Ethiopian, Eritrean leaders at concert for diplomatic thaw

At least 25,000 Ethiopians are at a concert where new, reformist Prime Minister Abiy Ahmed and Eritrea's President Isaias Afweki are expected to celebrate the new friendship between their neighboring countries.

The concert on Sunday highlights the end of years of hostility between the two arch-foes in East Africa, who fought a bloody border war from 1998 to 2000. The antagonism ended last month when Ethiopia accepted a peace deal originally signed in 2000.

Eritrea's longtime leader arrived in Ethiopia on Saturday, his first visit in 22 years. Isaias is reciprocating the Ethiopian leader's trip to Eritrea last Sunday. Isaias was greeted by Ethiopia's Abiy in a red carpet welcome. People danced at the airport when Isaias arrived and Addis Ababa residents lined main streets to see Isaias' motorcade.

Near the airport, some residents chanted songs criticizing the Tigray Peoples Liberation Front, which used to be Ethiopian ruling coalition's strongest political party until Abiy came to power at the beginning of April.

The thaw with Eritrea began when the 42-year-old Abiy announced in June that Ethiopia would fully accept the 2000 peace deal that ended the two-year border war which killed tens of thousands and separated families. The decision, which hands some key disputed border areas to Eritrea, was Abiy's boldest move yet in a wave of reforms in which he aims to end anti-government protests in Africa's second most populous country, which has 100 million people.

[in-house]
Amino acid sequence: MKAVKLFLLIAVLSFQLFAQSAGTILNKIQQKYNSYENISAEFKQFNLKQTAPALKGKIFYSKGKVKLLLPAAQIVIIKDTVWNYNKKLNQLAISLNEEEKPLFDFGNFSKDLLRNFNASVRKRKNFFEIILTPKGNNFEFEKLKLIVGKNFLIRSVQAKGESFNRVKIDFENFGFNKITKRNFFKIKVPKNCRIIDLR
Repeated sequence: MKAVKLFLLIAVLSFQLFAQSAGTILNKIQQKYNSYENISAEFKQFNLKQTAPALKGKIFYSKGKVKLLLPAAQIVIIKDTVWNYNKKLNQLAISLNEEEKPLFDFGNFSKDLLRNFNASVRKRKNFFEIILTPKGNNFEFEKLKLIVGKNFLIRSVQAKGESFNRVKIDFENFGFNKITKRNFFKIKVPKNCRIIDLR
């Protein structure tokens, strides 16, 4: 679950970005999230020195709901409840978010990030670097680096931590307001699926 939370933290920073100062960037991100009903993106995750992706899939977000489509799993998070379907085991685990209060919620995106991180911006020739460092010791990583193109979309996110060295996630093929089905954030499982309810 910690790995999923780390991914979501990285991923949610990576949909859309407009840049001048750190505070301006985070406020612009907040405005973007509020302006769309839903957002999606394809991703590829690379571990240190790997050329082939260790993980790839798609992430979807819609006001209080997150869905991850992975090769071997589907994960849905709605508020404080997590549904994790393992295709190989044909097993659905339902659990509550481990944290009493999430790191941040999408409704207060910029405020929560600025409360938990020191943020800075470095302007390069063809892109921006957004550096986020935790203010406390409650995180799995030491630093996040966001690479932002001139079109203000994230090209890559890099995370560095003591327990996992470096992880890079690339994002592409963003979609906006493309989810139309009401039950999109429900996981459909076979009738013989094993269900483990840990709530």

The of the state of war between the two countries has been praised by the United States and the United Nations The U.N. Security Council called it a "historic and significant development with far-reaching positive consequences for the Horn of Africa and beyond."

The Eritrean leader is expected to re-open his country's embassy in Addis on Monday. On Saturday Isaias visited an Ethiopian industrial park in southern Ethiopia.

Tiny Eritrea, with a population of about 5 million, is located on one of the world's busiest shipping lanes and across the Red Sea from the Arabian Peninsula. It has been ruled by Isaias since it gained independence from Ethiopia in 1993, after years of rebel warfare. In recent years, many Eritreans have fled to Europe, Israel and African nations to avoid military conscription and what human rights groups say is harsh rule.


Follow Africa news at